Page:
Fernando Sanchez, right, joins his family at a gathering where they received ceremonial keys to their house which Habitat for Humanity helped provide for him. Tom Cruze/For the Signal
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Fernando Sanchez’s life was not unlike other veterans when he first served in the Marine Corps. He was in the military for four years, serving both in Iraq and Afghanistan, and sought to start a family when home. He had a child and a wife and was looking forward to providing for his family for a long time.

Then one day, all of that changed. While at home, Sanchez was disabled in a motorcycle accident leaving him a quadriplegic. He was no longer able to work and providing a home for his family was impossible for him to accomplish.

That is until his family applied to get a house with Habitat for Humanity that was building a community under the direction of Homes for Families. They were accepted and invited to join a neighborhood designed just for veterans to live together. That neighborhood is located just off of Centre Pointe Parkway in Santa Clarita.

CalVet Secretary Vito Imbasciani, right, is with Fernando Sanchez and his family as they stand in front of the house Habitat for Humanity helped provide for him.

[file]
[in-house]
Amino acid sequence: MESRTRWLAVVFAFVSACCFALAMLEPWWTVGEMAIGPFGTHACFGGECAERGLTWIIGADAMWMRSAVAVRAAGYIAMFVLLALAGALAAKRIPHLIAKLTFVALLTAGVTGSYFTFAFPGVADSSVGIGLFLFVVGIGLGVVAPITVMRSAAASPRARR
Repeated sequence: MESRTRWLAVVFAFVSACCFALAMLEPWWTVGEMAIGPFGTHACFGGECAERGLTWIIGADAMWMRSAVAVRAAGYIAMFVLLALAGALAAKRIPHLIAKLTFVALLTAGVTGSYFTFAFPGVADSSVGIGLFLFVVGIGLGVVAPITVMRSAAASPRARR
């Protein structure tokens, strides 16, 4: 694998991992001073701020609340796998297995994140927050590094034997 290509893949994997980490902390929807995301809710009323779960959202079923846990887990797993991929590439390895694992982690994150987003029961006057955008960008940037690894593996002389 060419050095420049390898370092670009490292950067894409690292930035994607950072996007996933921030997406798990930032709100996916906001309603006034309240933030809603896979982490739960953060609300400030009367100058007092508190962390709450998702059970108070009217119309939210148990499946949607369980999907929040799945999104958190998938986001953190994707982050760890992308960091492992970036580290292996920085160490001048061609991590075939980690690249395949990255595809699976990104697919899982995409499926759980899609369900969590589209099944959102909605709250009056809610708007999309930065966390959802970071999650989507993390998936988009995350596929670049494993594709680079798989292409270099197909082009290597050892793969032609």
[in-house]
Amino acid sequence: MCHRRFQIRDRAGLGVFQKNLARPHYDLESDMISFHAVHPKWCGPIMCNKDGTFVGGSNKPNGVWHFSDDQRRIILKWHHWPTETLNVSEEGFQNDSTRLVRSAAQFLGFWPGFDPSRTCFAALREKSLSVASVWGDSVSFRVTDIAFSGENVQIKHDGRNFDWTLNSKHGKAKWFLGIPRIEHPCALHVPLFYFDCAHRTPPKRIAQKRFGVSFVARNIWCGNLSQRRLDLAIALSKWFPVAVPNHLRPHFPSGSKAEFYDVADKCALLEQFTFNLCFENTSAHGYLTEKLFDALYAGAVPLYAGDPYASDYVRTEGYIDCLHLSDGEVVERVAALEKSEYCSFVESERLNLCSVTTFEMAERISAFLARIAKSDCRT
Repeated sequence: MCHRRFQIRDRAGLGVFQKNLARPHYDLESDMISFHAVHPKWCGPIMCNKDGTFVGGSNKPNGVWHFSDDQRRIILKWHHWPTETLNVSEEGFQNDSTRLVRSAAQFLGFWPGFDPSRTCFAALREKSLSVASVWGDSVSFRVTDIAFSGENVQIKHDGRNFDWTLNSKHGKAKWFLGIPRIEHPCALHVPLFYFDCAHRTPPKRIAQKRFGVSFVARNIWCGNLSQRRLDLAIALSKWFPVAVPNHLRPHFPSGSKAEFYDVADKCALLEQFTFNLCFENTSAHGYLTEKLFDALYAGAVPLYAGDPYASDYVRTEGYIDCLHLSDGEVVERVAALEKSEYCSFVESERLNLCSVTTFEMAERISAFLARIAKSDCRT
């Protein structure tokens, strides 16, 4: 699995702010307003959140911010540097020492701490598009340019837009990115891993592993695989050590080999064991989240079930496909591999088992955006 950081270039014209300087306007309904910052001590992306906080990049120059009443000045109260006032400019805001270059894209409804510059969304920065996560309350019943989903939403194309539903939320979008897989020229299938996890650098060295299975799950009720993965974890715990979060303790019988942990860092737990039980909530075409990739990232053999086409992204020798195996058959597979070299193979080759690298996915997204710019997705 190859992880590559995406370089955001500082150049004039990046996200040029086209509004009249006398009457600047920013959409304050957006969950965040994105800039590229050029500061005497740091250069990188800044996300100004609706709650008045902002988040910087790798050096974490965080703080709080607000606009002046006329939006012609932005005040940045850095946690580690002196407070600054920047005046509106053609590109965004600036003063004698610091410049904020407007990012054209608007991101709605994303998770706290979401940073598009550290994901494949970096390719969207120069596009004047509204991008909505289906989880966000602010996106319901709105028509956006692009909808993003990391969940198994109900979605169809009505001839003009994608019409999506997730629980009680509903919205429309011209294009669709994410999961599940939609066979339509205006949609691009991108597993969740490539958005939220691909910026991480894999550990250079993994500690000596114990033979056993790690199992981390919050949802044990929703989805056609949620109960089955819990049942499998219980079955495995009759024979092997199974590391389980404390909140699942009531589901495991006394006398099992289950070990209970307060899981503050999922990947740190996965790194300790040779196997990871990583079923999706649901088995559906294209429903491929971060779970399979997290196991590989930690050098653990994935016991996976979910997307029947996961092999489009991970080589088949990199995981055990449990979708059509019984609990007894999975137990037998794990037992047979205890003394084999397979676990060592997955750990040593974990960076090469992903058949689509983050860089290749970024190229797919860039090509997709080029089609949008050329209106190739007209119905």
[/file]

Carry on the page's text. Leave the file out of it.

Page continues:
CalVet Secretary Vito Imbasciani, right, is with Fernando Sanchez and his family as they stand in front of the house Habitat for Humanity helped provide for him.

“It just makes me so happy,” said Fernando Sanchez in September during a gathering where his family received ceremonial keys to their home. “(We) finally have our own home.”

There was still one obstacle to cross after he received his home though. He needed a custom-made bathroom to fit his large wheel chair that is designed for his tall stature.

Everyone in the program banded together to raise $3,000 by holding a raffle for a Kitchenaid BBQ station.

Now, Sanchez can take a shower in a place he can call home. He is now part of a community of 78 other veterans who understand each other through their shared experiences in the military.

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